We consider the problem of recovery from any double-link failure by exploiting shared path protection in wavelength-division multiplexing (WDM) mesh networks. We for the first time discover the phenomenon of sharing contradiction, which results in the violation of 100% recovery guarantee. To completely eliminate the sharing contradiction, we introduce the so-called preference policy, which implies that one of two backup paths (BPs) for each connection is given priority over the other to recover the failed active path (AP). Based on this policy, we propose a backup-multiplexing scheme with 100% recovery guarantee. Further, we transform the problem of minimizing the total number of wavelength-links under the wavelength continuity constraint while recovering from any dual-link failure to integer linear programming (ILP) formulations. Additionally, we investigate three preference policies, i.e., the first backup path preference policy (FBPPP), the second backup path preference policy (SBPPP), and the optimal preference policy (OPP). The numerical results show that our proposed backup multiplexing scheme can reduce about 30% wavelength-link consumption, compared to dedicated protection. Also, the results show that the policy, which specifies that the shorter one of two backup paths is preferred, generally outperforms the policy, which specifies that the longer one of two backup paths is preferred. Furthermore, the results show that OPP has a better performance when two BPs for each connection are more comparable in their lengths.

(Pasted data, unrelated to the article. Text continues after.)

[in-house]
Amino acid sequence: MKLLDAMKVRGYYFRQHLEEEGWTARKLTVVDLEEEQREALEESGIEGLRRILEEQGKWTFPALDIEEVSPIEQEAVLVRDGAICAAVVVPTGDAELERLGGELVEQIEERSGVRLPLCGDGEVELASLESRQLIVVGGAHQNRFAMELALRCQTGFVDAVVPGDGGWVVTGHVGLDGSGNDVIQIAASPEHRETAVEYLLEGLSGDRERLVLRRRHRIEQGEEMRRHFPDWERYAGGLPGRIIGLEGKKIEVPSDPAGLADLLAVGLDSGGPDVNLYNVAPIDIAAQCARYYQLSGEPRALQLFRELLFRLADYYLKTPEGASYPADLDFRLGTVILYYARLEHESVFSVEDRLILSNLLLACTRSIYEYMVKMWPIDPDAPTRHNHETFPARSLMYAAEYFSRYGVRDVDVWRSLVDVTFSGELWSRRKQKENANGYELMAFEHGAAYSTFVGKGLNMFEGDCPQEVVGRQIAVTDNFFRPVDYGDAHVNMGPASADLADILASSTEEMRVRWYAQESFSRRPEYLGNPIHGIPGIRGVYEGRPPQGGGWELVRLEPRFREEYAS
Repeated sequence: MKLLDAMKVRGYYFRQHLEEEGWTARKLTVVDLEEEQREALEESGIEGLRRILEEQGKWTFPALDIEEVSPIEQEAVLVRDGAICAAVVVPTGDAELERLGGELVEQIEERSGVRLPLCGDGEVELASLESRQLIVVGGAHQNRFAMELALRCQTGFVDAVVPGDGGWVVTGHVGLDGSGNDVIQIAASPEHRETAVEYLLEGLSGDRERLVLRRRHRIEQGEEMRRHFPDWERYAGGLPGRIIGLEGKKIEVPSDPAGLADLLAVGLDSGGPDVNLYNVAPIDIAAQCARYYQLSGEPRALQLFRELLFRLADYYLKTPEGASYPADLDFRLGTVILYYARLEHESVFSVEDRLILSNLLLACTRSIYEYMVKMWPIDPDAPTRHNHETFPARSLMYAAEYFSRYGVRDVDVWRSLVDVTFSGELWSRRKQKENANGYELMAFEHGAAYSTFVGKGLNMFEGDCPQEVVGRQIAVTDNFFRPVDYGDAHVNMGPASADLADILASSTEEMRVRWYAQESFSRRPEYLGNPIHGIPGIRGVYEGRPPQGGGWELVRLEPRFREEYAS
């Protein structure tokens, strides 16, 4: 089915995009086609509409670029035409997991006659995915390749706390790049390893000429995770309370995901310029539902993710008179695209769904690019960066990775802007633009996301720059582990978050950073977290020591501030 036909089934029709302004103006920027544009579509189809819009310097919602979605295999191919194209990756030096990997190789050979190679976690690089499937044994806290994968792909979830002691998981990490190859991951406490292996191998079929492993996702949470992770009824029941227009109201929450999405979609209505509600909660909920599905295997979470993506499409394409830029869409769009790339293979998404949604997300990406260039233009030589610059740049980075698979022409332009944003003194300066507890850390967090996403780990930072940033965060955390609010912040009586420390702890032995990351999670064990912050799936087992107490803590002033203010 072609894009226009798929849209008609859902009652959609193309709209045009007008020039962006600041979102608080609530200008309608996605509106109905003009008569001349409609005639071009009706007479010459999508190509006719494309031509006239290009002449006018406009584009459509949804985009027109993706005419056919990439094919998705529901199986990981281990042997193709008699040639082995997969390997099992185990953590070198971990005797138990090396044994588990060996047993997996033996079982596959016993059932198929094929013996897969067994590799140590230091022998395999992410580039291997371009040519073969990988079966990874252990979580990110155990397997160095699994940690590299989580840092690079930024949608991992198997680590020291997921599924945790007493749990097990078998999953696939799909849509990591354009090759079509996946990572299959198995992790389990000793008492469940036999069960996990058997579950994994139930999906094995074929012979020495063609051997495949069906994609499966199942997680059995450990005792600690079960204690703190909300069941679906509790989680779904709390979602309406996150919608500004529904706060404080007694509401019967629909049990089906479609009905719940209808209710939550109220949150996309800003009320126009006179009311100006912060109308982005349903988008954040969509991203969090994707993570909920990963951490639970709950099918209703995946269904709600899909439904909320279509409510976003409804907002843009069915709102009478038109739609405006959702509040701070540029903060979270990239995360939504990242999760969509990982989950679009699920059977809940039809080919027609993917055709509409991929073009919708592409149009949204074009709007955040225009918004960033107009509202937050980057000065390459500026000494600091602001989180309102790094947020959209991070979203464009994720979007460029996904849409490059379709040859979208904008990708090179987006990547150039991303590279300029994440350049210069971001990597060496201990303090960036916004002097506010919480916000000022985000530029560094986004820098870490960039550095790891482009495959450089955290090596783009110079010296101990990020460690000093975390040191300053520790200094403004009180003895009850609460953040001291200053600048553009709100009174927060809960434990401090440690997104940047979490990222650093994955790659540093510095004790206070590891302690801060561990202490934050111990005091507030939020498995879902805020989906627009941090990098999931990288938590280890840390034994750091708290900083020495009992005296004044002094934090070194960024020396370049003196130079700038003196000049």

Photonic Network Communications – Springer Journals
Published: Dec 9, 2006
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